Dollar stops falling, markets watching Congress
JULY 28, 2020
The U.S. Dollar’s sinking is taking a break as FX flows slowed down overnight as the coronavirus started reappearing in regions it was felt to have been mostly defeated if not contained.
Even in Beijing they are seeing cases after stellar three weeks of progress, adding to investors’ concerns over the global economy. Today and tomorrow, the markets will be somewhat guided by pharmaceutical earnings reports, but action will pick up significantly once the Fed speaks on Thursday and we have more productivity data in our hands.
Overall, the globe right now is facing a doubtful future especially since vaccine advancement has been slow and nothing is guaranteed in terms of distribution or effectiveness. As cases rise in places that would be popular destinations otherwise, we are seeing more diplomatic woes with now Spain and the U.K. arguing over travel restrictions. Diplomacy with China will be watched as well along with any development that may come from the U.S. Congress chambers about a deal to help ease the financial burden.
What to Watch Today…
- No major events scheduled today
Complete Economic Calendar can be found here.
The shared currency finally stopped rising after reaching its best level in two years against the buck. Seems like market movers are finally finding some resistance after the initial and ongoing excitement over the EUs recovery package started to fade. As a measure of prudence, the European Central Bank has asked banks not to pay out dividends throughout the end of the year. We shall watch as the EU also participates in negotiations with U.K. counterparts over a post-Brexit trade deal.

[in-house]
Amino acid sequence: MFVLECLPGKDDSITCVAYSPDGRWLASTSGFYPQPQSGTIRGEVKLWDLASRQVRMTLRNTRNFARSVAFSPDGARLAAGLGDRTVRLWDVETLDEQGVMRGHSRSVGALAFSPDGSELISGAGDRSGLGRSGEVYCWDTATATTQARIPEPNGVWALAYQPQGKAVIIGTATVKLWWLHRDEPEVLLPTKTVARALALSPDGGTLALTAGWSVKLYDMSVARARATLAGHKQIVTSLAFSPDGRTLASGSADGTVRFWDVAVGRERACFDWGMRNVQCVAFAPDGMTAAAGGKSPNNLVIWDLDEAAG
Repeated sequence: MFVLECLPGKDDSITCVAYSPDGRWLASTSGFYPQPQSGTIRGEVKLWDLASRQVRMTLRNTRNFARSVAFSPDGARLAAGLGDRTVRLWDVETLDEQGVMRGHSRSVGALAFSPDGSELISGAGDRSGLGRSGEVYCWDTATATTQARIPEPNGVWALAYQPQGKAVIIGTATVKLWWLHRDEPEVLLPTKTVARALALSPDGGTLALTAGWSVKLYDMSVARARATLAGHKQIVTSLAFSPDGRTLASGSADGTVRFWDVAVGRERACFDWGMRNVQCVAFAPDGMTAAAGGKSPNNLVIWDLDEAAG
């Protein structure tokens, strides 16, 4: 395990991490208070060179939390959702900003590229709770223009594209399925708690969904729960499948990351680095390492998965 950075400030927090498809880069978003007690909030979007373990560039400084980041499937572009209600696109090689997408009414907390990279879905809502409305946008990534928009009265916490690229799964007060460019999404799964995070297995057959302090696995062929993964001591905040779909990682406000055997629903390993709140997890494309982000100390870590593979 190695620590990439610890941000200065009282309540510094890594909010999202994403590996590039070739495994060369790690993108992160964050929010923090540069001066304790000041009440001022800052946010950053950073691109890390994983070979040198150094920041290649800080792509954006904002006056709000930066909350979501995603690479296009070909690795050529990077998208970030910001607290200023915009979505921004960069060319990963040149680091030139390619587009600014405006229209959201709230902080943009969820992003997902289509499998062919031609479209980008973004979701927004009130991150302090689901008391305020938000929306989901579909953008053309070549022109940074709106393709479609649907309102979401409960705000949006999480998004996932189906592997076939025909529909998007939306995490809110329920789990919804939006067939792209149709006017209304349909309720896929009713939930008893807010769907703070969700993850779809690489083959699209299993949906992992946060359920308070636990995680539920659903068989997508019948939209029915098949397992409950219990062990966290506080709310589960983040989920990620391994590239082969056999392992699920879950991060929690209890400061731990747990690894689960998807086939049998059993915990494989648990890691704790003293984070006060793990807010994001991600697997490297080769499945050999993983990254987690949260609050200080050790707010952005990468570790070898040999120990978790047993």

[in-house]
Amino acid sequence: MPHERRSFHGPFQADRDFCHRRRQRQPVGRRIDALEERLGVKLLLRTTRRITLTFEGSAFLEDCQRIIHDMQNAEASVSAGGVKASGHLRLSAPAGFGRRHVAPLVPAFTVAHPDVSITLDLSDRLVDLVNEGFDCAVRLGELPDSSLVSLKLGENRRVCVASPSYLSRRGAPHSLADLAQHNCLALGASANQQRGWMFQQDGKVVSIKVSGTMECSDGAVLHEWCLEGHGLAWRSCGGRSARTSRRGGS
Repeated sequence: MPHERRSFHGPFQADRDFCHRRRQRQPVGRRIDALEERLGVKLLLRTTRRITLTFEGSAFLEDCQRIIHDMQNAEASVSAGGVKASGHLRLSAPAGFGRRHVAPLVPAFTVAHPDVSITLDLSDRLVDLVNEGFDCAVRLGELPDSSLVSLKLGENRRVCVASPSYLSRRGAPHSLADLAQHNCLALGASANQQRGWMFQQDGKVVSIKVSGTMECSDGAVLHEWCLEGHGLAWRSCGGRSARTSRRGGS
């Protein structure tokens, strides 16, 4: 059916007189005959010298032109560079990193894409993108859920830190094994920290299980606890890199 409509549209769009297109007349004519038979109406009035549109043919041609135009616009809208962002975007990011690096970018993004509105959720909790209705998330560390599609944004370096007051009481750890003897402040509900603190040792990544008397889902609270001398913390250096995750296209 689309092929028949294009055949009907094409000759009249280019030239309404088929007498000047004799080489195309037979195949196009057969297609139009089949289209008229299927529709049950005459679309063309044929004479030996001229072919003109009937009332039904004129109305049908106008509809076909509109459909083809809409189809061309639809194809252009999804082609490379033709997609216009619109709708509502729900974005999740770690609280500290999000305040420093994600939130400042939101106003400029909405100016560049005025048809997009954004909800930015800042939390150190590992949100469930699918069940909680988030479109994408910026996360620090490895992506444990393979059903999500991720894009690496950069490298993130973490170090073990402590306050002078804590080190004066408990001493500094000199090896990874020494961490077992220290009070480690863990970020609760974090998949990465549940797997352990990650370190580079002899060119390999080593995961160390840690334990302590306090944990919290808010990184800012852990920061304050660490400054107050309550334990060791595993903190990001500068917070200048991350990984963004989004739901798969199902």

The Pound remains buoyant despite slow FX flows following good data in the form of Retail Sales. Indeed, the CBI Retailing Reported Sales produced a positive reading indicating expansion and an end to the collapse in business activity in this sector after months of pandemic worries. Although there has been some criticism of Boris Johnson’s overall response, the reality is that the economic re-opening went better than expected and the Chancellor of the Exchequer, Rishi Sunak, has acted in an efficient fashion to protect the corporate sector. Trade is the main question for the future, but Sterling has reason to remain rangebound